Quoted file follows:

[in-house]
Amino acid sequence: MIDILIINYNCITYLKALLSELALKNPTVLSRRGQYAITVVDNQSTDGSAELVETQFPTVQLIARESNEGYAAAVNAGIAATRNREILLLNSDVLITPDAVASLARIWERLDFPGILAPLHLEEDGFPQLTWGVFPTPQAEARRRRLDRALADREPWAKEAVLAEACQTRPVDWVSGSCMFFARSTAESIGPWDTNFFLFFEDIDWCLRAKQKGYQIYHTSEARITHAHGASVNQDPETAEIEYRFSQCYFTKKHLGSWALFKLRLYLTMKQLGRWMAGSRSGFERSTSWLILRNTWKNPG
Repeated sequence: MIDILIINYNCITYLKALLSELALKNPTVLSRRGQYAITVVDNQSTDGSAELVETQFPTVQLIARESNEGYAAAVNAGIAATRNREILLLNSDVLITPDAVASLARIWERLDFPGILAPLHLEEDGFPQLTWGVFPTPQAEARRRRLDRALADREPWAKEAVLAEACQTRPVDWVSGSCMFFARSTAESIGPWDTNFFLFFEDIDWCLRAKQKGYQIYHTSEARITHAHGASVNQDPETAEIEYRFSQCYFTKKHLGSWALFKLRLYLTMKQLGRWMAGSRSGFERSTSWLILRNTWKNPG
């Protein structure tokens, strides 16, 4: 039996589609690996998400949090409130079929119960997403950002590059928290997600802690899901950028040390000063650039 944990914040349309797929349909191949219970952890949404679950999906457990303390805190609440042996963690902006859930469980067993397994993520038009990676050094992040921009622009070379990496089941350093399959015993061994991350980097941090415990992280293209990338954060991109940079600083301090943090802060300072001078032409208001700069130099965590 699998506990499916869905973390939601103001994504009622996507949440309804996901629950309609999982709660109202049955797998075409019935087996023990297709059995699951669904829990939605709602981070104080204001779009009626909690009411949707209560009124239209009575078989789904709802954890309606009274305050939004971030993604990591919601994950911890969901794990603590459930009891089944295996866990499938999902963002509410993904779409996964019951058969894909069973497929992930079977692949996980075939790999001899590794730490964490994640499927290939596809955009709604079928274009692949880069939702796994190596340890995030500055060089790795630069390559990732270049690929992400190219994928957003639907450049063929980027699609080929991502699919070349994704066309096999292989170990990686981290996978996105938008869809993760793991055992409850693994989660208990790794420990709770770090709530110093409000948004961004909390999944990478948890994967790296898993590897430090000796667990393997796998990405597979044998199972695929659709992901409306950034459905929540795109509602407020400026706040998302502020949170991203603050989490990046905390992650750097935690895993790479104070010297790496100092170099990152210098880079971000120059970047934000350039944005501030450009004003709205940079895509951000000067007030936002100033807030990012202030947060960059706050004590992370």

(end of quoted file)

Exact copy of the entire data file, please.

[in-house]
Amino acid sequence: MIDILIINYNCITYLKALLSELALKNPTVLSRRGQYAITVVDNQSTDGSAELVETQFPTVQLIARESNEGYAAAVNAGIAATRNREILLLNSDVLITPDAVASLARIWERLDFPGILAPLHLEEDGFPQLTWGVFPTPQAEARRRRLDRALADREPWAKEAVLAEACQTRPVDWVSGSCMFFARSTAESIGPWDTNFFLFFEDIDWCLRAKQKGYQIYHTSEARITHAHGASVNQDPETAEIEYRFSQCYFTKKHLGSWALFKLRLYLTMKQLGRWMAGSRSGFERSTSWLILRNTWKNPG
Repeated sequence: MIDILIINYNCITYLKALLSELALKNPTVLSRRGQYAITVVDNQSTDGSAELVETQFPTVQLIARESNEGYAAAVNAGIAATRNREILLLNSDVLITPDAVASLARIWERLDFPGILAPLHLEEDGFPQLTWGVFPTPQAEARRRRLDRALADREPWAKEAVLAEACQTRPVDWVSGSCMFFARSTAESIGPWDTNFFLFFEDIDWCLRAKQKGYQIYHTSEARITHAHGASVNQDPETAEIEYRFSQCYFTKKHLGSWALFKLRLYLTMKQLGRWMAGSRSGFERSTSWLILRNTWKNPG
């Protein structure tokens, strides 16, 4: 039996589609690996998400949090409130079929119960997403950002590059928290997600802690899901950028040390000063650039 944990914040349309797929349909191949219970952890949404679950999906457990303390805190609440042996963690902006859930469980067993397994993520038009990676050094992040921009622009070379990496089941350093399959015993061994991350980097941090415990992280293209990338954060991109940079600083301090943090802060300072001078032409208001700069130099965590 699998506990499916869905973390939601103001994504009622996507949440309804996901629950309609999982709660109202049955797998075409019935087996023990297709059995699951669904829990939605709602981070104080204001779009009626909690009411949707209560009124239209009575078989789904709802954890309606009274305050939004971030993604990591919601994950911890969901794990603590459930009891089944295996866990499938999902963002509410993904779409996964019951058969894909069973497929992930079977692949996980075939790999001899590794730490964490994640499927290939596809955009709604079928274009692949880069939702796994190596340890995030500055060089790795630069390559990732270049690929992400190219994928957003639907450049063929980027699609080929991502699919070349994704066309096999292989170990990686981290996978996105938008869809993760793991055992409850693994989660208990790794420990709770770090709530110093409000948004961004909390999944990478948890994967790296898993590897430090000796667990393997796998990405597979044998199972695929659709992901409306950034459905929540795109509602407020400026706040998302502020949170991203603050989490990046905390992650750097935690895993790479104070010297790496100092170099990152210098880079971000120059970047934000350039944005501030450009004003709205940079895509951000000067007030936002100033807030990012202030947060960059706050004590992370």